'Survivor: Heroes vs. Villains': Russell Can't Flirt, and Heroes Can't Do Math
'Survivor: Heroes vs. Villains':  Russell Can't Flirt, and Heroes Can't Do Math
Everyone talks about car crash TV, but Thursday night was more like a three car pileup.

The outcomes of both Survivor and American Idol made my eyes bug out like a bush baby. It was like if you saw the movie Knowing, left the theater spitting thumbtacks about the bogus twist ending, and then decided to cool off by watching The Village. And don't even get me riled up about those dirty tabloid lies regarding The Bachelor's Jake and Vienna today...   

First, let me focus on the positive. Russell may win the award for the most awkward line of the season with, "Just ride on my coattails, baby!" Russell actually felt like a caveman bringing home the Hidden Immunity Idol to his woman at that moment. And maybe, deep down, a lot of guys would. But the way he misjudged Parvati made me wince.

"I don't ride coattails."

I'm not sure if Russell realizes yet that he is riding Parvati's coattails. She is the juggernaut. He is the misfit. I'm also still not sure if he realizes that he's married. He might want to ixnay the lirtingfay in front of the ameraskay.

Apparently he's better with the fellas, anyway. He made Coach drop to his knees!

Call me a dragon, because Coach slays me with his zany antics every week. The Gregorian monk chants? The tearful Martin Luther King speeches? Bowing at the feet of Russell?  Is it possible to really like somebody, and yet to laugh at them all the time?

And what about that reward challenge?
Lesson #1: Don't stand between Jerri and chocolate.

Lesson #2: Don't smash Jerri's face into a wooden block. She will turn into Kobe Bryant and score on your sorry behind. Also, Boston Rob will dive ontop of you and throw you to the ground.

No, I don't believe that Rupert meant to beat up Jerri. He's an egomaniac, not a violent brute.  He just still hasn't grown into his body yet, and he didn't realize he was swinging her around that close to a blunt weapon. That's still awkward.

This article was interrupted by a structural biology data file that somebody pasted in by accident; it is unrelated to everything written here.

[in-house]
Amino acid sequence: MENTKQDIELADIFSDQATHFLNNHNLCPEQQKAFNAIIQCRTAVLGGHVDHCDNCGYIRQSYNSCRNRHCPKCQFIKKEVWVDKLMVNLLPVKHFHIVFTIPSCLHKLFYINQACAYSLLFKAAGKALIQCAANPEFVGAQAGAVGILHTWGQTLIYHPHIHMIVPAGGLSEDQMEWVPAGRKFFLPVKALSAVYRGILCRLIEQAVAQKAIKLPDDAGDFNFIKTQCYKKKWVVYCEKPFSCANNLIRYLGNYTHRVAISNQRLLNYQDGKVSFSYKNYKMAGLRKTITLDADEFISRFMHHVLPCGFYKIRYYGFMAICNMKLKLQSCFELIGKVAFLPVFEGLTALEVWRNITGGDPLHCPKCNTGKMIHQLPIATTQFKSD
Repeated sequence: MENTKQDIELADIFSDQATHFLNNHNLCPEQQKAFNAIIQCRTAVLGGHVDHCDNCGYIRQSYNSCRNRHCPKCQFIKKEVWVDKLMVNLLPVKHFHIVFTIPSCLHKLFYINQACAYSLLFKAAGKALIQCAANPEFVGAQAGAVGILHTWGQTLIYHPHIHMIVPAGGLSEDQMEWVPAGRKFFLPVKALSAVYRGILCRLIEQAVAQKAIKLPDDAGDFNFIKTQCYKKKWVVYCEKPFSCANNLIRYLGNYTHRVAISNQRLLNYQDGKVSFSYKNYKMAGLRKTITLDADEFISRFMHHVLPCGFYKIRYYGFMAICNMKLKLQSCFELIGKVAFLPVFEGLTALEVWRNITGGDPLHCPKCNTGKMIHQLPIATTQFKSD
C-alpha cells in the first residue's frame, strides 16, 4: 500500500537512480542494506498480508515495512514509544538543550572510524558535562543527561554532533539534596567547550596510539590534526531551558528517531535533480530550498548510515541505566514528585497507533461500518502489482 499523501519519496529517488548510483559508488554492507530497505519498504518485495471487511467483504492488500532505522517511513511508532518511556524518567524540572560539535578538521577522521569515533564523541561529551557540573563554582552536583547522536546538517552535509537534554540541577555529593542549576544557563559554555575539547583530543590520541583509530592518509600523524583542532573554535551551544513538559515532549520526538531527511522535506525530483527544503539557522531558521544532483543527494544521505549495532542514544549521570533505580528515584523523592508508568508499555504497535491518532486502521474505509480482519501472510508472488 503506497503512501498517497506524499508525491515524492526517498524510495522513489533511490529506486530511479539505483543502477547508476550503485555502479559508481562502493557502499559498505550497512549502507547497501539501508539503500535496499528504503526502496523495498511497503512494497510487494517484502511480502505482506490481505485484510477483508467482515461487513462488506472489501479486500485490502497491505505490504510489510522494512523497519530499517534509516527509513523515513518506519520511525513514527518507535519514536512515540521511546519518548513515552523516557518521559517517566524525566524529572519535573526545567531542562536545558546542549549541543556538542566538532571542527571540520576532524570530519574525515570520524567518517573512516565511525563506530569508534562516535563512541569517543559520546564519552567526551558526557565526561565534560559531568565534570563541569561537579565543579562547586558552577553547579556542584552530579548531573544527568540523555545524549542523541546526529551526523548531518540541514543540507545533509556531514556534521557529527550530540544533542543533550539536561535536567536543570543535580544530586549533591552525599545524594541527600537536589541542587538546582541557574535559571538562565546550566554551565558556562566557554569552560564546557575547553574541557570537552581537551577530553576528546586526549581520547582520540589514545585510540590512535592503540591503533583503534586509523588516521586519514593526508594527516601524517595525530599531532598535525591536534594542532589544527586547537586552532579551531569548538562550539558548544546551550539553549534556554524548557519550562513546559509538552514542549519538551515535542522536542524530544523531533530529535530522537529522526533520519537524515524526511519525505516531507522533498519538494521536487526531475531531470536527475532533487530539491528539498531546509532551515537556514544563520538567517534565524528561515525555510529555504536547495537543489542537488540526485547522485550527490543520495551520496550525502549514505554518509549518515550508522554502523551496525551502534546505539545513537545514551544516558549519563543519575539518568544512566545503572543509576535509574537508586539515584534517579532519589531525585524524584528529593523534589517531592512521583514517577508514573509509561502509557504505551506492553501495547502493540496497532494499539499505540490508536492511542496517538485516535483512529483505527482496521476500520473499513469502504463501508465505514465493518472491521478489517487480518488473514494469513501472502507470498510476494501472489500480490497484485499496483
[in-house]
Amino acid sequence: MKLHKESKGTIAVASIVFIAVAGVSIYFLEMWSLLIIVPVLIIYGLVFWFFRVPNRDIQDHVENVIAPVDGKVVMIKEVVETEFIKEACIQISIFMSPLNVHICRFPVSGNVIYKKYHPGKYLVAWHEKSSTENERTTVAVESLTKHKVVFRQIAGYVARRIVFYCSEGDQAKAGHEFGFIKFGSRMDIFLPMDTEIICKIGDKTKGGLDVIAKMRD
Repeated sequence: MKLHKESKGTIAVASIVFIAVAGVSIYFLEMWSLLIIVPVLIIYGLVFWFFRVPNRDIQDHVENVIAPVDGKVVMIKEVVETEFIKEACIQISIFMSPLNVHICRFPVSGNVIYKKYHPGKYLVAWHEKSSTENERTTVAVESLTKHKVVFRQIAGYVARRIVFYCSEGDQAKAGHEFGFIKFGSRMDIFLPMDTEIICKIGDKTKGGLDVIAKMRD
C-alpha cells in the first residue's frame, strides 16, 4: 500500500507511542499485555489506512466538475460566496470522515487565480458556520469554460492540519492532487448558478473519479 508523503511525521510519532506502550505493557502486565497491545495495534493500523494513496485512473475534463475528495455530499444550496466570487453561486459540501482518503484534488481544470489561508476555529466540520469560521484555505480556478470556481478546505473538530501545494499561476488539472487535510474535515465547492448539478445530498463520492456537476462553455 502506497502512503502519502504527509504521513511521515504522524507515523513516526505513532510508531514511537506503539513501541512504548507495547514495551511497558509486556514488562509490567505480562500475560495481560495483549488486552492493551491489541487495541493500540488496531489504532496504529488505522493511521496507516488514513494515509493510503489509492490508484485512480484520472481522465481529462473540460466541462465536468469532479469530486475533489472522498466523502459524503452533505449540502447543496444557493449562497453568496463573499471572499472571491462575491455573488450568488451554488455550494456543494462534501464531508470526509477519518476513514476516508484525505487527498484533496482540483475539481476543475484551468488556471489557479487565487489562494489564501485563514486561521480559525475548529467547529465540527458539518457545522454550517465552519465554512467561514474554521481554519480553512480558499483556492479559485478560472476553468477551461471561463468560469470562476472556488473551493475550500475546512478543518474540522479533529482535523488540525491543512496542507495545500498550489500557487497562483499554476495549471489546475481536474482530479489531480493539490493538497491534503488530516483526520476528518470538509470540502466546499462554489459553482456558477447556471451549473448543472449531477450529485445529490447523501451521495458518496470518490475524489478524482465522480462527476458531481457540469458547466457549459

Unfortunately, for me, it still all comes back to the vote this week.

Historically, sticking with your alliance has been an almost unbeatable strategy. Sure, for a while it became vogue to switch allies every week, but contestants came to realize that was like randomizing the outcome, giving everyone an equal shot of winning. If you really wanted to give yourself a one in five shot at the million dollars you were better off forming a rock solid alliance on Day One.

But surely you can take any good idea too far. At some point keeping a promise can become unreasonable. Fanatical, even.

Instead of saying "Hey, I'm really sorry. I planned to take you to the end, but we didn't count on these injuries" JT and Amanda have decided to build around injured players. And how well has that worked for the New York Mets?  

If they think they're going to start winning now, they're not dealing with reality. We all know they can't solve puzzles (or do anything physical) but apparently they also suck at math.
The tribes typically merge at 10 and there are still 15 people left in the game. That means there are five more Tribal Councils. The Heroes can get rid of Colby next, and then what? They can sacrifice Candice because she's not a real member of the alliance. But then what? The four who are left - Rupert, James, JT and Amanda - may still have to go to three more Tribal Councils.

Ruh oh! Is it too late to cancel that Tom vote? 

-Henry Jenkins, BuddyTV Columnist
(Image courtesy of CBS)